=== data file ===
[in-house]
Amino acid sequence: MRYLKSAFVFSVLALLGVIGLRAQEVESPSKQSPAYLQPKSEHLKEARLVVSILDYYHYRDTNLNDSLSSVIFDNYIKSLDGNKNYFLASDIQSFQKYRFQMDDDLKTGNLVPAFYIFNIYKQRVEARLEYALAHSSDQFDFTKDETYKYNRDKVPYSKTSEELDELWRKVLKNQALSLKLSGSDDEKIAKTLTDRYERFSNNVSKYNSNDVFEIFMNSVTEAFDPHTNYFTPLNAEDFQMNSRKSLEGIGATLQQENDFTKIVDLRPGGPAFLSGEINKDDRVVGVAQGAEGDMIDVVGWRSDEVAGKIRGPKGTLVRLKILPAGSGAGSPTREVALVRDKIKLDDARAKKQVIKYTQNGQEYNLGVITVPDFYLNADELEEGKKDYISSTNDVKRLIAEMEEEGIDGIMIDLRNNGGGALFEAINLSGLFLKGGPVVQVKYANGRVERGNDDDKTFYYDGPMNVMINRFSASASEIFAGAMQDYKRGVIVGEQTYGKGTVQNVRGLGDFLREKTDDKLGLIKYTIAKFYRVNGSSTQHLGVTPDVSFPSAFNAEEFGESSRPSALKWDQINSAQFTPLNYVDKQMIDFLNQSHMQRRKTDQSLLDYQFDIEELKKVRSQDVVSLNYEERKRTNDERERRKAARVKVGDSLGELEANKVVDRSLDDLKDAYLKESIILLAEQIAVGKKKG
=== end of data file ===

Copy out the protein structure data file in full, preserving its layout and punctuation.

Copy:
[in-house]
Amino acid sequence: MRYLKSAFVFSVLALLGVIGLRAQEVESPSKQSPAYLQPKSEHLKEARLVVSILDYYHYRDTNLNDSLSSVIFDNYIKSLDGNKNYFLASDIQSFQKYRFQMDDDLKTGNLVPAFYIFNIYKQRVEARLEYALAHSSDQFDFTKDETYKYNRDKVPYSKTSEELDELWRKVLKNQALSLKLSGSDDEKIAKTLTDRYERFSNNVSKYNSNDVFEIFMNSVTEAFDPHTNYFTPLNAEDFQMNSRKSLEGIGATLQQENDFTKIVDLRPGGPAFLSGEINKDDRVVGVAQGAEGDMIDVVGWRSDEVAGKIRGPKGTLVRLKILPAGSGAGSPTREVALVRDKIKLDDARAKKQVIKYTQNGQEYNLGVITVPDFYLNADELEEGKKDYISSTNDVKRLIAEMEEEGIDGIMIDLRNNGGGALFEAINLSGLFLKGGPVVQVKYANGRVERGNDDDKTFYYDGPMNVMINRFSASASEIFAGAMQDYKRGVIVGEQTYGKGTVQNVRGLGDFLREKTDDKLGLIKYTIAKFYRVNGSSTQHLGVTPDVSFPSAFNAEEFGESSRPSALKWDQINSAQFTPLNYVDKQMIDFLNQSHMQRRKTDQSLLDYQFDIEELKKVRSQDVVSLNYEERKRTNDERERRKAARVKVGDSLGELEANKVVDRSLDDLKDAYLKESIILLAEQIAVGKKKG